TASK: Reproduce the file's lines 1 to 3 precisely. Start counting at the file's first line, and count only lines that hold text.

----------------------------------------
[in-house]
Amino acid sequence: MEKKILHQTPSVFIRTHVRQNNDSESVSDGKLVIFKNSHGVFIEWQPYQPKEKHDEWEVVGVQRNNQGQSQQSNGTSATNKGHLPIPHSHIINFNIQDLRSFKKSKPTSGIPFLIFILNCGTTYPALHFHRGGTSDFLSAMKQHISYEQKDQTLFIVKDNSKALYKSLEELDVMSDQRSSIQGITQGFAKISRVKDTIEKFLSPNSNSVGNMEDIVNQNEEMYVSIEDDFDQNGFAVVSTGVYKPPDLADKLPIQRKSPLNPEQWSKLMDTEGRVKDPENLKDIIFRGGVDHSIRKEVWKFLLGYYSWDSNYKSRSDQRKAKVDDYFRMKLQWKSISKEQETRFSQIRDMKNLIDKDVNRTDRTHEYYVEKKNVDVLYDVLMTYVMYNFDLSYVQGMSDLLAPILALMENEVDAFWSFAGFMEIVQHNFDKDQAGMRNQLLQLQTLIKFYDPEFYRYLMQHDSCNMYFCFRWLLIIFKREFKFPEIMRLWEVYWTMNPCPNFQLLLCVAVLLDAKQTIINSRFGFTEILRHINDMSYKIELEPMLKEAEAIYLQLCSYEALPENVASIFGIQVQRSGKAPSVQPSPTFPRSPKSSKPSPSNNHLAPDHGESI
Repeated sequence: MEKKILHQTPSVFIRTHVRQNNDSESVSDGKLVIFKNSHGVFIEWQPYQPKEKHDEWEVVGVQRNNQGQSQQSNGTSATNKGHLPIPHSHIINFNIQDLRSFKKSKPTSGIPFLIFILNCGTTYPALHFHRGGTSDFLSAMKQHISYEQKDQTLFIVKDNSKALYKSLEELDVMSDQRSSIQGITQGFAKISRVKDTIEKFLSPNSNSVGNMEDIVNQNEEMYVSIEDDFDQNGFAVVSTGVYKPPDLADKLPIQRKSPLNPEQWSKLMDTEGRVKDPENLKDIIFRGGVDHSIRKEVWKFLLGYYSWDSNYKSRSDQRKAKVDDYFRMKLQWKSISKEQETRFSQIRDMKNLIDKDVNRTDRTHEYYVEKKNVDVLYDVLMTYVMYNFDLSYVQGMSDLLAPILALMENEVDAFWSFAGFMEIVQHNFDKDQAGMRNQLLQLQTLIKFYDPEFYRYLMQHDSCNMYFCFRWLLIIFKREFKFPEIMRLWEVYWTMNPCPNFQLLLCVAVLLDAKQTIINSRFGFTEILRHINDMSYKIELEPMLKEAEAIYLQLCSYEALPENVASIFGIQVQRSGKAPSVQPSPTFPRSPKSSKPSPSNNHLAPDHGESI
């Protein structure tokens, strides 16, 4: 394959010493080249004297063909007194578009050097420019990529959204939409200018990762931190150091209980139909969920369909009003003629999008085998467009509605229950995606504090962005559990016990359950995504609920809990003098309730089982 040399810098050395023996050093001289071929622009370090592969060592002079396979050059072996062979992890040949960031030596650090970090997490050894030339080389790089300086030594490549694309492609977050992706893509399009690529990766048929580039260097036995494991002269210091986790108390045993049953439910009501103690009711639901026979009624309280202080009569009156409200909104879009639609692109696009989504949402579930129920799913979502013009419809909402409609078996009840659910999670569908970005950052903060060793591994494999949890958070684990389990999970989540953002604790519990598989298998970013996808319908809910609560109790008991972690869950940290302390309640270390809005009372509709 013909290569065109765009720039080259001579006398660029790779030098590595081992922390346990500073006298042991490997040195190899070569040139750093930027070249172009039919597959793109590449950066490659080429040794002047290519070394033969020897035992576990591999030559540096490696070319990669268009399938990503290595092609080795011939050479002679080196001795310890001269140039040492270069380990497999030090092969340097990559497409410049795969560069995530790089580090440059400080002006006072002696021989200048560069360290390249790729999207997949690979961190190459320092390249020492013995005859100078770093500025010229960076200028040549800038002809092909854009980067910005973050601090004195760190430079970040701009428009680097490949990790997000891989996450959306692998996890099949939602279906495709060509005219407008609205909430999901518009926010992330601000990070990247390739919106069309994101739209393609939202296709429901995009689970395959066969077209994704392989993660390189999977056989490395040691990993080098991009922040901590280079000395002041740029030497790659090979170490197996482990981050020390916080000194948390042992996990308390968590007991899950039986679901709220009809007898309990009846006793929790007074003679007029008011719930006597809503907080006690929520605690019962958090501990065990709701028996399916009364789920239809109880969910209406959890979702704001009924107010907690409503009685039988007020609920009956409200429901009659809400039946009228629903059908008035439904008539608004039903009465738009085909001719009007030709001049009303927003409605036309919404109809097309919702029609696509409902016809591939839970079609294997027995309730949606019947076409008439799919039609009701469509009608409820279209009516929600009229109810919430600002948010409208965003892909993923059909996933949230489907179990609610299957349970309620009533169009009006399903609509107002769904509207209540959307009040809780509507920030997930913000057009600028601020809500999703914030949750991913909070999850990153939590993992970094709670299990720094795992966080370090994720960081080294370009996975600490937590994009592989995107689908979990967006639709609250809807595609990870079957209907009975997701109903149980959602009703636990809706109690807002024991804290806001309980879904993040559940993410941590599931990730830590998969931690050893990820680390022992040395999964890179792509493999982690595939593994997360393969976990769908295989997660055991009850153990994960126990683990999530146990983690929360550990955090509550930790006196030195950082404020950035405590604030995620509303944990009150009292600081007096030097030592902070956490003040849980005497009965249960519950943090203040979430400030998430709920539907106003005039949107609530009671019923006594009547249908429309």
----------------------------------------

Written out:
[in-house]
Amino acid sequence: MEKKILHQTPSVFIRTHVRQNNDSESVSDGKLVIFKNSHGVFIEWQPYQPKEKHDEWEVVGVQRNNQGQSQQSNGTSATNKGHLPIPHSHIINFNIQDLRSFKKSKPTSGIPFLIFILNCGTTYPALHFHRGGTSDFLSAMKQHISYEQKDQTLFIVKDNSKALYKSLEELDVMSDQRSSIQGITQGFAKISRVKDTIEKFLSPNSNSVGNMEDIVNQNEEMYVSIEDDFDQNGFAVVSTGVYKPPDLADKLPIQRKSPLNPEQWSKLMDTEGRVKDPENLKDIIFRGGVDHSIRKEVWKFLLGYYSWDSNYKSRSDQRKAKVDDYFRMKLQWKSISKEQETRFSQIRDMKNLIDKDVNRTDRTHEYYVEKKNVDVLYDVLMTYVMYNFDLSYVQGMSDLLAPILALMENEVDAFWSFAGFMEIVQHNFDKDQAGMRNQLLQLQTLIKFYDPEFYRYLMQHDSCNMYFCFRWLLIIFKREFKFPEIMRLWEVYWTMNPCPNFQLLLCVAVLLDAKQTIINSRFGFTEILRHINDMSYKIELEPMLKEAEAIYLQLCSYEALPENVASIFGIQVQRSGKAPSVQPSPTFPRSPKSSKPSPSNNHLAPDHGESI
Repeated sequence: MEKKILHQTPSVFIRTHVRQNNDSESVSDGKLVIFKNSHGVFIEWQPYQPKEKHDEWEVVGVQRNNQGQSQQSNGTSATNKGHLPIPHSHIINFNIQDLRSFKKSKPTSGIPFLIFILNCGTTYPALHFHRGGTSDFLSAMKQHISYEQKDQTLFIVKDNSKALYKSLEELDVMSDQRSSIQGITQGFAKISRVKDTIEKFLSPNSNSVGNMEDIVNQNEEMYVSIEDDFDQNGFAVVSTGVYKPPDLADKLPIQRKSPLNPEQWSKLMDTEGRVKDPENLKDIIFRGGVDHSIRKEVWKFLLGYYSWDSNYKSRSDQRKAKVDDYFRMKLQWKSISKEQETRFSQIRDMKNLIDKDVNRTDRTHEYYVEKKNVDVLYDVLMTYVMYNFDLSYVQGMSDLLAPILALMENEVDAFWSFAGFMEIVQHNFDKDQAGMRNQLLQLQTLIKFYDPEFYRYLMQHDSCNMYFCFRWLLIIFKREFKFPEIMRLWEVYWTMNPCPNFQLLLCVAVLLDAKQTIINSRFGFTEILRHINDMSYKIELEPMLKEAEAIYLQLCSYEALPENVASIFGIQVQRSGKAPSVQPSPTFPRSPKSSKPSPSNNHLAPDHGESI